“Sorry, Granny, just thinking.”

And thinking hard. Old Serena was due in less than an hour for her weekly game of dominos with Granny. Great-Uncle Homer joined them sometimes, if they could convince Papa to sit and play. I think Papa did it just to get back at Mama. She’d never liked Homer and now that he lived in our front closet and refused Mr. Perez’s treatments unless Granny made him, Mama absolutely detested him. Of course, the fact his nose had fallen right off and into the gravy boat during Sunday dinner hadn’t helped. Now Mama mainly took her meals in her room, refusing to eat with the rest of the family except when absolutely necessary.

Not that Granny and the others really ate. Oh, they went through the motions, but it was more habit than anything else I think. They’re dead, after all, so they don’t need sustenance. Still, it is mighty disconcerting sitting at the kitchen table with folks who ought to be six feet under.

They had passed but not passed on.

Skeletons in the Closet — snippet 1

This is a work in progress. Some of you may have read an earlier version. There may, and very probably will, be changes made before the final work is published. That includes the title. Skeletons in the Closet is a working title. Other than that, all the standard disclaimers apply. This work is © Amanda S. Green 2016.  All rights reserved.  Do not copy, distribute or otherwise disseminate without the author’s name, and a link to this page.  You do not have the right to alter it.  You do not have the right to claim it as yours. For permission to do anything other than quote it for review or recommendation purposes, leave a comment in the comments section with contact information. This is a work of fiction, all coincidence between it and real people place or events is assuredly imaginary.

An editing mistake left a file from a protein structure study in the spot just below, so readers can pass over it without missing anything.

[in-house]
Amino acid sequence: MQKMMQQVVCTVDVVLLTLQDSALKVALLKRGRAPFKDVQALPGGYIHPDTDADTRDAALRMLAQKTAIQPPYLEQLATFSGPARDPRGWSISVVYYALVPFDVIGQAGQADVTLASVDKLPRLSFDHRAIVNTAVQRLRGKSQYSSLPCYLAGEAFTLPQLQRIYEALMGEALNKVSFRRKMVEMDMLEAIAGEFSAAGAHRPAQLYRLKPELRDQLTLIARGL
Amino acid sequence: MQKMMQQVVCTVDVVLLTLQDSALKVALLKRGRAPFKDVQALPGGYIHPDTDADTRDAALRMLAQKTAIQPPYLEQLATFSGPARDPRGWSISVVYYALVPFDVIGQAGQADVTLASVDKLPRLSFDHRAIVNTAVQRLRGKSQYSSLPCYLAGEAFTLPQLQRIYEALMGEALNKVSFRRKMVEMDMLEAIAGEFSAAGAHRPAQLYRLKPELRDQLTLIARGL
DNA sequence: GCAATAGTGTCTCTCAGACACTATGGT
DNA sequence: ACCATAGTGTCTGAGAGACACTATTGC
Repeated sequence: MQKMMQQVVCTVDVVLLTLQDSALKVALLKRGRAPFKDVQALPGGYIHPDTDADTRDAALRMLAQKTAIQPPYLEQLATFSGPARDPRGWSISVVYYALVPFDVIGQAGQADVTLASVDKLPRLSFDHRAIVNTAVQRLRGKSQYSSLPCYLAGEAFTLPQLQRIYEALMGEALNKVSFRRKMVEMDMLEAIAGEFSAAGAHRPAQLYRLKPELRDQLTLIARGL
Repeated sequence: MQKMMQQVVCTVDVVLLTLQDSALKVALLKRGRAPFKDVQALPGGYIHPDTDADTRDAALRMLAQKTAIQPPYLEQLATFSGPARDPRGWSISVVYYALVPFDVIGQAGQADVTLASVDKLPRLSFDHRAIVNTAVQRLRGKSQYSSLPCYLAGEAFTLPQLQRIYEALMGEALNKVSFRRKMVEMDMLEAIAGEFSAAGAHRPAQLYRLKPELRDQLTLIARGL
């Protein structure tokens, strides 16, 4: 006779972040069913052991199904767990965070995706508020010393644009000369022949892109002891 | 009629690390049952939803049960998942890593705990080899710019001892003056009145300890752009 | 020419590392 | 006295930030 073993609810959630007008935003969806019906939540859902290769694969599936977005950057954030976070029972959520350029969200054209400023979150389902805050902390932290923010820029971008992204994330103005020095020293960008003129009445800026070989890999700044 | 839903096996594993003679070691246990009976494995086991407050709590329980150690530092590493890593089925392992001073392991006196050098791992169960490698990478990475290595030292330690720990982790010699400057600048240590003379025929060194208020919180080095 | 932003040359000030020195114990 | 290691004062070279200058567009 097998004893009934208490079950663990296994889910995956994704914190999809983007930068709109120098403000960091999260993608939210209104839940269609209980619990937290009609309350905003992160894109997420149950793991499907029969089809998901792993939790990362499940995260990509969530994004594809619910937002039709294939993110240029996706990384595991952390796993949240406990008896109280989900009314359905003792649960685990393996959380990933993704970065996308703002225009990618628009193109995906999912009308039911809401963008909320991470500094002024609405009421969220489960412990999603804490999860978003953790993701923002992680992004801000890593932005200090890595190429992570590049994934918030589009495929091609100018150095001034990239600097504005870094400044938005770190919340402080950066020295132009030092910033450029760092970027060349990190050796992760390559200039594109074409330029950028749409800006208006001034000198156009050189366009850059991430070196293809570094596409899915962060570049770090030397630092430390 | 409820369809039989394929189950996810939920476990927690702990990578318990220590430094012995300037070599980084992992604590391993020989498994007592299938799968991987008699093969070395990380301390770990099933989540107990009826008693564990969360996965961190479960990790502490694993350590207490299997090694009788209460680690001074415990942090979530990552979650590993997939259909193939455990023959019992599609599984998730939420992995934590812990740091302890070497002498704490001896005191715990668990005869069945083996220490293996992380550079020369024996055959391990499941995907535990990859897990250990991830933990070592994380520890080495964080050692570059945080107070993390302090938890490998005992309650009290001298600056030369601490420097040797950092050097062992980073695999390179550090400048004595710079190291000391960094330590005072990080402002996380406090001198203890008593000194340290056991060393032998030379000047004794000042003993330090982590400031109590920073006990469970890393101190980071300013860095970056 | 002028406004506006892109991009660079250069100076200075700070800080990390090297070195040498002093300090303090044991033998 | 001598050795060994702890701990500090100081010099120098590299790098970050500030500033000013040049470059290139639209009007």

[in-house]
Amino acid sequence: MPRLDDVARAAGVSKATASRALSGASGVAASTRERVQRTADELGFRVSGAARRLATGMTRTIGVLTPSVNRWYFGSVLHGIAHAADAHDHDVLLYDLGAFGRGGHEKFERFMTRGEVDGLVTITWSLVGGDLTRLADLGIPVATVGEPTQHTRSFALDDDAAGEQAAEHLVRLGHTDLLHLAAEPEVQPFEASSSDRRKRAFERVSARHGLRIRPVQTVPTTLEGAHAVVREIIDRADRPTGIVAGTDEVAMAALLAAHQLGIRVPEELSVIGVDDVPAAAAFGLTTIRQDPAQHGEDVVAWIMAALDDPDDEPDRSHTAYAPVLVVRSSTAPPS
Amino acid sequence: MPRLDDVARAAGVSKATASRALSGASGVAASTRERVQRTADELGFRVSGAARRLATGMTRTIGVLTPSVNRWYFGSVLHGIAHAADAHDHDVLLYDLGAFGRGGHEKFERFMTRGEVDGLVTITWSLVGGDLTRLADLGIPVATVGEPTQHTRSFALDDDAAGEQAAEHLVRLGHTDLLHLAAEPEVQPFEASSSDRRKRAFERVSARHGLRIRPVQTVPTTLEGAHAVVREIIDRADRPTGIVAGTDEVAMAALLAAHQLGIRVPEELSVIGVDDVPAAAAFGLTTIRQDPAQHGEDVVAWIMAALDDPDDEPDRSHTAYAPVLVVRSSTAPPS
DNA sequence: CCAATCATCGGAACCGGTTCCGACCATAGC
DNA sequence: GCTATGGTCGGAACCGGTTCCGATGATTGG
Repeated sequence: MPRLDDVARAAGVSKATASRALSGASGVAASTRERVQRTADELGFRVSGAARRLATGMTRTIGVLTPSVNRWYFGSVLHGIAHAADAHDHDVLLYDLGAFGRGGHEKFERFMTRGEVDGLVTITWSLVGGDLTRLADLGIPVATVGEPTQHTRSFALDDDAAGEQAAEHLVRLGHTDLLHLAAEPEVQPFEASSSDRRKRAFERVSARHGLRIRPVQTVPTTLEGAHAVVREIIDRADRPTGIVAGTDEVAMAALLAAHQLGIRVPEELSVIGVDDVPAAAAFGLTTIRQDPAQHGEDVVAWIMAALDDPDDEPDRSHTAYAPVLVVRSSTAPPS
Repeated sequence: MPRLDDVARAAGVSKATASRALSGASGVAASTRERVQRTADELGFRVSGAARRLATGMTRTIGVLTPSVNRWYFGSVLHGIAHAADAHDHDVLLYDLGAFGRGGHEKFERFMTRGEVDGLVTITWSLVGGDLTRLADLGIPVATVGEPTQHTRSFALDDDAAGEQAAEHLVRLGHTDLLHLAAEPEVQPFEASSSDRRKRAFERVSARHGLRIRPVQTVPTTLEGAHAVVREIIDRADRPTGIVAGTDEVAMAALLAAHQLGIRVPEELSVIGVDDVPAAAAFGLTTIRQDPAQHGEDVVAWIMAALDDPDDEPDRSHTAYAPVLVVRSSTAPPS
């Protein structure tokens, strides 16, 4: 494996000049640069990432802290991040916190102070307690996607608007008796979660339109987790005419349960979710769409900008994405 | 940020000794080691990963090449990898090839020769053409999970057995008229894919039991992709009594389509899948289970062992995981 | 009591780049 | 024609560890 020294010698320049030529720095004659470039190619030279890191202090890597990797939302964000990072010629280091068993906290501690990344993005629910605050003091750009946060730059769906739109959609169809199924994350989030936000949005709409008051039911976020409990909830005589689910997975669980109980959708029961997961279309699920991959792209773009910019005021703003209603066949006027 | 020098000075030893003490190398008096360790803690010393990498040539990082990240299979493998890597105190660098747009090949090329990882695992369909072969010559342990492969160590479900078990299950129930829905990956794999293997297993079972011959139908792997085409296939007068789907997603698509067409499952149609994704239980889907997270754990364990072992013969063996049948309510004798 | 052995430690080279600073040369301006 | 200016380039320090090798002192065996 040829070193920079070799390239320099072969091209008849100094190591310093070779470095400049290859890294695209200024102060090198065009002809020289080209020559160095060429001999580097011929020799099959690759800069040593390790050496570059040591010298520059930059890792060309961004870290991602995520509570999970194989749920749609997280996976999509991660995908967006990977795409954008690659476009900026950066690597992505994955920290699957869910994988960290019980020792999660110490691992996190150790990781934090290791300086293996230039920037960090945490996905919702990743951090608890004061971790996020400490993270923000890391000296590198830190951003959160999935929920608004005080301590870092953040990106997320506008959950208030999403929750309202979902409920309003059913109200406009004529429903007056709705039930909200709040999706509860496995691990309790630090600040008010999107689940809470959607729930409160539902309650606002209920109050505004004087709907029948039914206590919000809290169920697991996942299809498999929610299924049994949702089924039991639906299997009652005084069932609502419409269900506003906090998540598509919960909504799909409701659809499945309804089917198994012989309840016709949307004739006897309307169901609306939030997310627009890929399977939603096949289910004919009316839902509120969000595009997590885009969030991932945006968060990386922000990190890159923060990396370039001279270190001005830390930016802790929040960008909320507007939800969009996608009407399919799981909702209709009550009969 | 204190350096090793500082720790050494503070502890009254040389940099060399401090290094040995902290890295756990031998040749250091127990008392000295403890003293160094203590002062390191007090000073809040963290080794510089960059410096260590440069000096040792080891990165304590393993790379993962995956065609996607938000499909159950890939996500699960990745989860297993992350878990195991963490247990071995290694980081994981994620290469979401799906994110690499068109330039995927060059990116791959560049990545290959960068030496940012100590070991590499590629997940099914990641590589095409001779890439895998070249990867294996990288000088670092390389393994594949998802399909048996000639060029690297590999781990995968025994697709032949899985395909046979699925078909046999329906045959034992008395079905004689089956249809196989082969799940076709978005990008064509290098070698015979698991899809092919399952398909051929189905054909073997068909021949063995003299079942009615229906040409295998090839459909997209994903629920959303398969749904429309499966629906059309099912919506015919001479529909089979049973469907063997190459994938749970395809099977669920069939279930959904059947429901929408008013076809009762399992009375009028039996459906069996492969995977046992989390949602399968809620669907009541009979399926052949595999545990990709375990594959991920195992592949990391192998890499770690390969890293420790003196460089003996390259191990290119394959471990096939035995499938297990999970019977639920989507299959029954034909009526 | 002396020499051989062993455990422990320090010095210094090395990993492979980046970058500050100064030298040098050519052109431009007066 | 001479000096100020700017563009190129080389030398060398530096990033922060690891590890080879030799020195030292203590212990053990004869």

For those looking for snippets from Honor from Ashes (Honor and Duty Book 3) , those will begin in two weeks.

In the Beginning. . . .


All my life, my mama’s tried to raise me to be a proper lady. No, that’s not quite right. She has tried to raise me to be a proper Southern lady, full of refinement and grace, dressed in lace and delicate pastels. To hear her talk, it’s been a futile effort that has caused her more than her fair share of gray hair. Where the lace and pastels are concerned, she’s right. I’m more of a jeans and tee shirt sort of gal. I’ll choose a pair of running shoes or boots any day over heels designed solely as torture devices for the women who wear them. Even so, she has managed to get me to say “yes, ma’am” and “no, sir”. For the most part, I’m respectful of my elders, even when they don’t deserve it. I even wear clean underwear when I leave the house – usually without any extraneous holes in them – because Mama is convinced some rampaging bus will find me and strike me down, necessitating a trip to the emergency room.

I swear, I think it is her life’s dream that will actually happen. You see, in her world, a trip to the ER has only one possible ending. The handsome, rich and oh-so-conveniently single doctor who saves my life will fall madly in love with me and immediately propose marriage. What Mama seems to forget is that in a bus vs. me battle, the bus will always win. So, unless the doctor is also a re-animator, he would be falling for a corpse and, well, ewwww!

Besides, having somehow managed to survive a close encounter of the nearly fatal kind, the last thing I’d be interested in is finding a man to settle down and raise a passel of kids with. Not that it would deter Mama one little bit. Heck, she would probably arrive at the ER with her minister firmly in tow and a marriage license burning a hole in her hand bag, all ready to fill in the blanks to make me a married woman before I could back out – or run to the hills.

In case you haven’t figured it out yet, my mama rarely lets reality interfere with her plans.

Don’t get me wrong. I can usually deal with Mama’s plans and manipulations. I’ve spent a lifetime figuring out how. All I have to do is make sure I look both ways before crossing the street. Of course, the odds of a bus hitting me here in Mossy Creek are about as good as the odds of Hell freezing over. So I figure I’m safe – at least for the time being.

Knock on wood.